Well-informed sources reported that differences surrounding the implementation of Idlib’s deal in Syria have arisen between Moscow and Ankara.
The deal calls for the creation of a buffer zone to be established by October 15 from which all fighters must withdraw to allow joint Russian-Turkish patrols.
The sources told Asharq Al-Awsat newspaper that the differences surrounds four points related to the implementation of the deal which was reached between Russian president Vladimir Putin and Turkey’s president Recep Tayyip Erdogan in Sochi on September, 17. Read more
Russia and Turkey have agreed to create a “demilitarized zone” around Syria’s rebel-held province of Idlib, Putin said on Monday after lengthy talks with Erdogan.
“We have decided to create a demilitarized zone some 15 to 20 kilometers deep along the line of contact between the armed opposition and regime troops by October 15 of this year,” he said.
According to the sources, the first difference surrounds the depth of the demilitarized zone which is between 15 to 20 kilometers, where Moscow is trying to annex to it Idlib and other major cities, which Ankara opposes.
Also Russia would want to put both roads connecting between Aleppo-Lattakia and Aleppo-Hama under the Syrian regime’s control before the end of the year, while Ankara wants them to be under a joint Russian-Turkish patrols.
The third difference surrounding the deal is the fate of the extremist groups, with Ankara wishing to move them to Kurdish territories, whereas Moscow holds to the “option of fighting the foreigners among them.”
The two sides differ on the duration of the Sochi agreement, which Moscow wants to be temporary in certain areas such as reducing the escalation in Daraa, Gauta, Damascus and Homs, while Turkey wants a permanent pact in the east of Euphrates.
Ankara and Moscow hope the Russian-Turkish-French-German summit next month will resolve differences over Idlib. Full story
The agreement provided for the establishment of a buffer zone in opposition areas in northern Syria, and not within the lines of contact between the forces of the regime and the opposition.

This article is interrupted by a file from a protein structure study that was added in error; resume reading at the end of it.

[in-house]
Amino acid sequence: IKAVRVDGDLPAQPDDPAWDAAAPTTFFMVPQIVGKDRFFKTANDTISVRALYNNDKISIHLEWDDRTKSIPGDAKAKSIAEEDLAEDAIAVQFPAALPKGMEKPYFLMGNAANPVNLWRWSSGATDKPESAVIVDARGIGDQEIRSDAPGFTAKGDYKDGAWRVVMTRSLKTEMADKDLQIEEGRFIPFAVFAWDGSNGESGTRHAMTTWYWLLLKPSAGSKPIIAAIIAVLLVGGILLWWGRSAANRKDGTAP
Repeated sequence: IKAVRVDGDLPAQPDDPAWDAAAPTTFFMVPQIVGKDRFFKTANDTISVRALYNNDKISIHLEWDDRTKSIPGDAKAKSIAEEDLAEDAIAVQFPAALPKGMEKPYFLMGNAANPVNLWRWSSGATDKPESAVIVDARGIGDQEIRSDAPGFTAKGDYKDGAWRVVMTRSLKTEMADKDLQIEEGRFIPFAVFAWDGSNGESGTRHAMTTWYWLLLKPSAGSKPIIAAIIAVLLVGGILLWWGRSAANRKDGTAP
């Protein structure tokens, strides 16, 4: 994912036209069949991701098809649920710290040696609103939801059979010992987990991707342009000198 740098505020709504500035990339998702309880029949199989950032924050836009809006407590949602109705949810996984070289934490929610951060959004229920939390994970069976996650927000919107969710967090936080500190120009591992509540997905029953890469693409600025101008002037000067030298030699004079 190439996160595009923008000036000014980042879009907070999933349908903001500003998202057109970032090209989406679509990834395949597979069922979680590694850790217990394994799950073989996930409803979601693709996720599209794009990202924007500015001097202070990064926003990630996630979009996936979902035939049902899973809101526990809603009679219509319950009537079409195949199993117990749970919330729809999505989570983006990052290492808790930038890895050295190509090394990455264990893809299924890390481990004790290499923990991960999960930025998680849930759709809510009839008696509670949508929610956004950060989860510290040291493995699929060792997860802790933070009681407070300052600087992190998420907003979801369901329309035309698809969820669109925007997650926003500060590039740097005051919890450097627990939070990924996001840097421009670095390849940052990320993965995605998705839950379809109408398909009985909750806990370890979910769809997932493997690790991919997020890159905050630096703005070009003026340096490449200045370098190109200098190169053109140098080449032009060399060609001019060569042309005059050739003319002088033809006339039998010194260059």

It also included a timetable for the withdrawal of heavy weapons by October 10, and the elimination of extremists in the next five days following that.
The sources said Moscow had informed Tehran, Damascus and Ankara that “if the deadlines are not met, military operations and air strikes will begin immediately.”
Lavrov met with his counterparts from Iran and Turkey this week on the sidelines of the UN General Assembly in New York to discuss next steps in the agreement on Idlib.
Iran and Russia provide vital military support for Syrian forces, while Turkey supports armed groups. The three countries last year set up the Astana group, which has largely eclipsed UN efforts in Syria.
UN diplomats say the agreement between Russia and Turkey to avert an offensive in Idlib has created an opportunity to jumpstart political talks.
On Thursday, seven countries including the United States, France, Saudi Arabia, Jordan and Egypt urged UN envoy Staffan de Mistura to urgently set up a committee on drafting a post-war constitution for Syria.
But Lavrov said preparations for the committee should not be rushed.
“We know that pressure is being applied to Staffan de Mistura,” said Lavrov, adding that “it would be a grave mistake” to force the warring sides to begin work without an agreement.
More than 360,000 people have died in the war in Syria, now in its eighth year, and millions have been uprooted.
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